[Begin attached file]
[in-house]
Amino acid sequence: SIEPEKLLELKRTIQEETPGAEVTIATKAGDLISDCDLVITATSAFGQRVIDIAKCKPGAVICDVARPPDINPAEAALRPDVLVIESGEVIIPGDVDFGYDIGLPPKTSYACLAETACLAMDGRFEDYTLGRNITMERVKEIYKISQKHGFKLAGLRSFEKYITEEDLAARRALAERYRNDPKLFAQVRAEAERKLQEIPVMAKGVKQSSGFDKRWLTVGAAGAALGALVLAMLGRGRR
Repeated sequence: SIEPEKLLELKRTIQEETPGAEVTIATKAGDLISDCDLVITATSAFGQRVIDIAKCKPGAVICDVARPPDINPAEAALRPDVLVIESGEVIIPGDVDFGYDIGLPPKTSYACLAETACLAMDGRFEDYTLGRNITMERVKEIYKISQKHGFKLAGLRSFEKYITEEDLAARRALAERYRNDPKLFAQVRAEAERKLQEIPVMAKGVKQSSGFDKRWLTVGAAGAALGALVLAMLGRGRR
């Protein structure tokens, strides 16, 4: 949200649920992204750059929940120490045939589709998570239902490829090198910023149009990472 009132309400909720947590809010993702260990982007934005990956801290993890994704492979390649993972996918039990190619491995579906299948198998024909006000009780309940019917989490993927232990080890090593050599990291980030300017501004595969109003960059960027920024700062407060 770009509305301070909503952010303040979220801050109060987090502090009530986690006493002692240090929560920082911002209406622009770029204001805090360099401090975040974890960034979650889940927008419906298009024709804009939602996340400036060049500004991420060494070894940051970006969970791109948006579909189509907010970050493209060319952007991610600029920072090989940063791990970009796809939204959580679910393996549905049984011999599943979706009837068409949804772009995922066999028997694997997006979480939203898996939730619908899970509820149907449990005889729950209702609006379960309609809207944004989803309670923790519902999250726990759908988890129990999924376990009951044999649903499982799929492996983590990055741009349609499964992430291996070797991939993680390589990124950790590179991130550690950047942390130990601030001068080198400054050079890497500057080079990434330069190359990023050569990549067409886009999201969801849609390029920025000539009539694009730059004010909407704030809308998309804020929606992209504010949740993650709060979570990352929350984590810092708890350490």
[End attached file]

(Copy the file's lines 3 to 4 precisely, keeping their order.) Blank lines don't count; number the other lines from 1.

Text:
Repeated sequence: SIEPEKLLELKRTIQEETPGAEVTIATKAGDLISDCDLVITATSAFGQRVIDIAKCKPGAVICDVARPPDINPAEAALRPDVLVIESGEVIIPGDVDFGYDIGLPPKTSYACLAETACLAMDGRFEDYTLGRNITMERVKEIYKISQKHGFKLAGLRSFEKYITEEDLAARRALAERYRNDPKLFAQVRAEAERKLQEIPVMAKGVKQSSGFDKRWLTVGAAGAALGALVLAMLGRGRR
């Protein structure tokens, strides 16, 4: 949200649920992204750059929940120490045939589709998570239902490829090198910023149009990472 009132309400909720947590809010993702260990982007934005990956801290993890994704492979390649993972996918039990190619491995579906299948198998024909006000009780309940019917989490993927232990080890090593050599990291980030300017501004595969109003960059960027920024700062407060 770009509305301070909503952010303040979220801050109060987090502090009530986690006493002692240090929560920082911002209406622009770029204001805090360099401090975040974890960034979650889940927008419906298009024709804009939602996340400036060049500004991420060494070894940051970006969970791109948006579909189509907010970050493209060319952007991610600029920072090989940063791990970009796809939204959580679910393996549905049984011999599943979706009837068409949804772009995922066999028997694997997006979480939203898996939730619908899970509820149907449990005889729950209702609006379960309609809207944004989803309670923790519902999250726990759908988890129990999924376990009951044999649903499982799929492996983590990055741009349609499964992430291996070797991939993680390589990124950790590179991130550690950047942390130990601030001068080198400054050079890497500057080079990434330069190359990023050569990549067409886009999201969801849609390029920025000539009539694009730059004010909407704030809308998309804020929606992209504010949740993650709060979570990352929350984590810092708890350490």